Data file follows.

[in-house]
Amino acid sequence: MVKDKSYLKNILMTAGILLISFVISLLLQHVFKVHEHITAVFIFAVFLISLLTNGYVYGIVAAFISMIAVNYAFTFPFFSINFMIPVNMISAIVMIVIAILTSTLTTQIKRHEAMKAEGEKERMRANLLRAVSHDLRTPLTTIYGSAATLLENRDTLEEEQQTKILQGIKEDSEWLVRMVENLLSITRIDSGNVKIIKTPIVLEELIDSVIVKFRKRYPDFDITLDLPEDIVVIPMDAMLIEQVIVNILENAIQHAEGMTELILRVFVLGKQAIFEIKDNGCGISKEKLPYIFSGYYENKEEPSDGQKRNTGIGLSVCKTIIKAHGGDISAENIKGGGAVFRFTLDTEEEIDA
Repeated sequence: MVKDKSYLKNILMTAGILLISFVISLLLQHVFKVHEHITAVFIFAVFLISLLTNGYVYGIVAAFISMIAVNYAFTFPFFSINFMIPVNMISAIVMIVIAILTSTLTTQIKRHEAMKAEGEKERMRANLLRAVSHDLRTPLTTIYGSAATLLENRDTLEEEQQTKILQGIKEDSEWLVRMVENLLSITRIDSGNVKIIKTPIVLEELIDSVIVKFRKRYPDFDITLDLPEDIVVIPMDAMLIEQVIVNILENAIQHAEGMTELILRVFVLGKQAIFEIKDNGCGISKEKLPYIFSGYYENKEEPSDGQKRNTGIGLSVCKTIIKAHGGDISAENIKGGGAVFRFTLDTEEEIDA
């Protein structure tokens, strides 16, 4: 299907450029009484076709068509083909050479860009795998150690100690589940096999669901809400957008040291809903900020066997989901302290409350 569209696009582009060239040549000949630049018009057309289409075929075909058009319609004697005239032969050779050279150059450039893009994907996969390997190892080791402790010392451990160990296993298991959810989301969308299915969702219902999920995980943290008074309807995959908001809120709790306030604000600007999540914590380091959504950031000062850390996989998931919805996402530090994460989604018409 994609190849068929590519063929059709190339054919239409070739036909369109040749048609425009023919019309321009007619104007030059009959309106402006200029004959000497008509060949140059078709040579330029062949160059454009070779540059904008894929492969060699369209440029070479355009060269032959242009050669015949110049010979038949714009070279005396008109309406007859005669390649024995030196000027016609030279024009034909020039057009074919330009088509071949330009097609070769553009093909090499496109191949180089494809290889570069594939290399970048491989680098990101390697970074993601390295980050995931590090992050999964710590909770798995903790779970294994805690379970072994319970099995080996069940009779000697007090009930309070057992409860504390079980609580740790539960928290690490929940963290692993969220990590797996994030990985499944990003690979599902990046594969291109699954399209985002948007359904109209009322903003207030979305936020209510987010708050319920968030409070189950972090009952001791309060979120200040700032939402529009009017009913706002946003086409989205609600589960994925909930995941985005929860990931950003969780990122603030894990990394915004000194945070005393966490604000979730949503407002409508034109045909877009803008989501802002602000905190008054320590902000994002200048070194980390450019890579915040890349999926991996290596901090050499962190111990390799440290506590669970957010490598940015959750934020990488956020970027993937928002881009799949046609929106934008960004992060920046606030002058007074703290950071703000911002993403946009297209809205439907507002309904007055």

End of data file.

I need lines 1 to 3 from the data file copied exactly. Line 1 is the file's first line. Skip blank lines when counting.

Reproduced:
[in-house]
Amino acid sequence: MVKDKSYLKNILMTAGILLISFVISLLLQHVFKVHEHITAVFIFAVFLISLLTNGYVYGIVAAFISMIAVNYAFTFPFFSINFMIPVNMISAIVMIVIAILTSTLTTQIKRHEAMKAEGEKERMRANLLRAVSHDLRTPLTTIYGSAATLLENRDTLEEEQQTKILQGIKEDSEWLVRMVENLLSITRIDSGNVKIIKTPIVLEELIDSVIVKFRKRYPDFDITLDLPEDIVVIPMDAMLIEQVIVNILENAIQHAEGMTELILRVFVLGKQAIFEIKDNGCGISKEKLPYIFSGYYENKEEPSDGQKRNTGIGLSVCKTIIKAHGGDISAENIKGGGAVFRFTLDTEEEIDA
Repeated sequence: MVKDKSYLKNILMTAGILLISFVISLLLQHVFKVHEHITAVFIFAVFLISLLTNGYVYGIVAAFISMIAVNYAFTFPFFSINFMIPVNMISAIVMIVIAILTSTLTTQIKRHEAMKAEGEKERMRANLLRAVSHDLRTPLTTIYGSAATLLENRDTLEEEQQTKILQGIKEDSEWLVRMVENLLSITRIDSGNVKIIKTPIVLEELIDSVIVKFRKRYPDFDITLDLPEDIVVIPMDAMLIEQVIVNILENAIQHAEGMTELILRVFVLGKQAIFEIKDNGCGISKEKLPYIFSGYYENKEEPSDGQKRNTGIGLSVCKTIIKAHGGDISAENIKGGGAVFRFTLDTEEEIDA